A 'litmus test' for a looming recession could come next quarter, says an economist who's been predicting a downturn for 18 months

david rosenberg
David Rosenberg is still calling a recession.WealthTrack
  • Veteran economist David Rosenberg is maintaining his bearish call on the US economy.

  • He told CNBC in an interview the fourth quarter of this year would be the "litmus test" for his call.

  • He added a recession typically starts two years after a rate hike cycle begins.

Veteran economist David Rosenberg has been calling a recession for the last 18 months, and he isn't letting the current resilience in the US economy change his mind.

"It hasn't materialized, dot dot dot, yet," Rosenberg told CNBC on Wednesday, in response to his bearish call.

But he maintains a recession is looming.

On Wednesday, the founder and president of Toronto-based Rosenberg Research said a recession typically starts about two years after the beginning of a rate hike cycle — so there's still time for a downturn to hit.

"I think that may be the people that were jumping the gun calling for recession this year were just basically a little too impatient," he added.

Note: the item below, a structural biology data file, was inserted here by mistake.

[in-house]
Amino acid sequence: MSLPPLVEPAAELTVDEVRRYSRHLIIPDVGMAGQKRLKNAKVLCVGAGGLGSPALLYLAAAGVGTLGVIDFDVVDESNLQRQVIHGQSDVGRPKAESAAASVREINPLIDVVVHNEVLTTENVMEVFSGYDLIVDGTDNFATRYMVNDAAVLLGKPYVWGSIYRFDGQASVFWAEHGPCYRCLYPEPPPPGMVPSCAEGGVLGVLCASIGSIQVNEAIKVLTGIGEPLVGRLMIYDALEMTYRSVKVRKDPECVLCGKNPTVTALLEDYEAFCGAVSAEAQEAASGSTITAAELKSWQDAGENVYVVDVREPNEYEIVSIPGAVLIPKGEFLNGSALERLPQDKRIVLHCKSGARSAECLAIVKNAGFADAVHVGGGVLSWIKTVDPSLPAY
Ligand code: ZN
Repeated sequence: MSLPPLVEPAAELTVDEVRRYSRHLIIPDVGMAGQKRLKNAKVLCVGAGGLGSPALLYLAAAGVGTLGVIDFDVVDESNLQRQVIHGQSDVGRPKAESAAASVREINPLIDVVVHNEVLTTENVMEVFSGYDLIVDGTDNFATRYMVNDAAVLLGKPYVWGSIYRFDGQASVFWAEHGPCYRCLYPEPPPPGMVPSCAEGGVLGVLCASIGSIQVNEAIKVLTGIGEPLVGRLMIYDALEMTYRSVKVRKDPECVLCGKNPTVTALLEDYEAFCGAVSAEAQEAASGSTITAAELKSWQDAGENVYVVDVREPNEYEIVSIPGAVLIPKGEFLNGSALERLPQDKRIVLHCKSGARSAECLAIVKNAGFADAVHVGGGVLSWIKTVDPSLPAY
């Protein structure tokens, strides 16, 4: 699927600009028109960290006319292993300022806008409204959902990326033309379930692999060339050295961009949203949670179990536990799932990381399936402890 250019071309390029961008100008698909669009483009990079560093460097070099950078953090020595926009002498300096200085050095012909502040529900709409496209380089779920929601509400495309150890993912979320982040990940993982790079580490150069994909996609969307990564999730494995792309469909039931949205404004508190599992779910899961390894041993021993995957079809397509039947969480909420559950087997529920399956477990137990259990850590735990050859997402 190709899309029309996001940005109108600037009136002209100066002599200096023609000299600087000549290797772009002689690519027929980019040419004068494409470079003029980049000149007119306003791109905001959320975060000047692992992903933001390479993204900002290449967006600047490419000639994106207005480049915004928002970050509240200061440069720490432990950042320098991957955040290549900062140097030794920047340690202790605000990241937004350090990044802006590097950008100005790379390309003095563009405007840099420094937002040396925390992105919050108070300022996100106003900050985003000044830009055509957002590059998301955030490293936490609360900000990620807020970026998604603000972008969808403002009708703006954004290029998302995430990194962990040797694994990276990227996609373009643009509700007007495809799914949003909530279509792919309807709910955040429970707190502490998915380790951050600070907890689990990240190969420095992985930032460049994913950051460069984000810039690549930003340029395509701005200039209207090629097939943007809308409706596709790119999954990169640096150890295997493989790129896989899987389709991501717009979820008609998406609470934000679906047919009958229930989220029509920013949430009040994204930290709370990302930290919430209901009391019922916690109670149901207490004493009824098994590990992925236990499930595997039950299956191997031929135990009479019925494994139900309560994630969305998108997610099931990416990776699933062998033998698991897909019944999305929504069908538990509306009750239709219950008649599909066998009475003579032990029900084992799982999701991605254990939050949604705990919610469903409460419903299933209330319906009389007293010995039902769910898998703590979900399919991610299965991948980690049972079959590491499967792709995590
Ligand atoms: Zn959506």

Rosenberg said the fourth quarter will be the "litmus test" for his bearish call. A strong credit card issuance has been buoying the economy, but "those are not recurring," he said.

"It's as if, if it doesn't snow in December, then we'll just call off winter," Rosenberg quipped during the interview.

Rosenberg has been warning of a recession from as far back as March 2022, when the US Federal Reserve started its current rate hike cycle to combat high inflation. At the time, he warned there was a 75% chance of the US experiencing a recession by the end of 2022.

His bearish call on the economy contrasts with predictions from some other experts who think the US economy may be able to achieve a "soft landing," thanks to strong spending. This means that the Fed's relentless rate hikes would be able to achieve its goal of taming inflation while not triggering a recession.

However, oil prices have been rising recently and are nearing a key milestone of $100 a barrel, after major producers Saudi Arabia and Russia said they would be extending output cuts.

This could complicate efforts by central banks to bring inflation under control, as they may again be looking at further rate hikes — that could, in turn, hit the economy. Energy is a key input for economic activities, so higher oil prices generally lead to inflation.

The benchmark US West Texas Intermediate crude oil futures were up 0.95% at $94.57 a barrel at 11.11 p.m. ET on Wednesday. Brent crude oil futures were up 0.86% at $97.38 a barrel.

Read the original article on Business Insider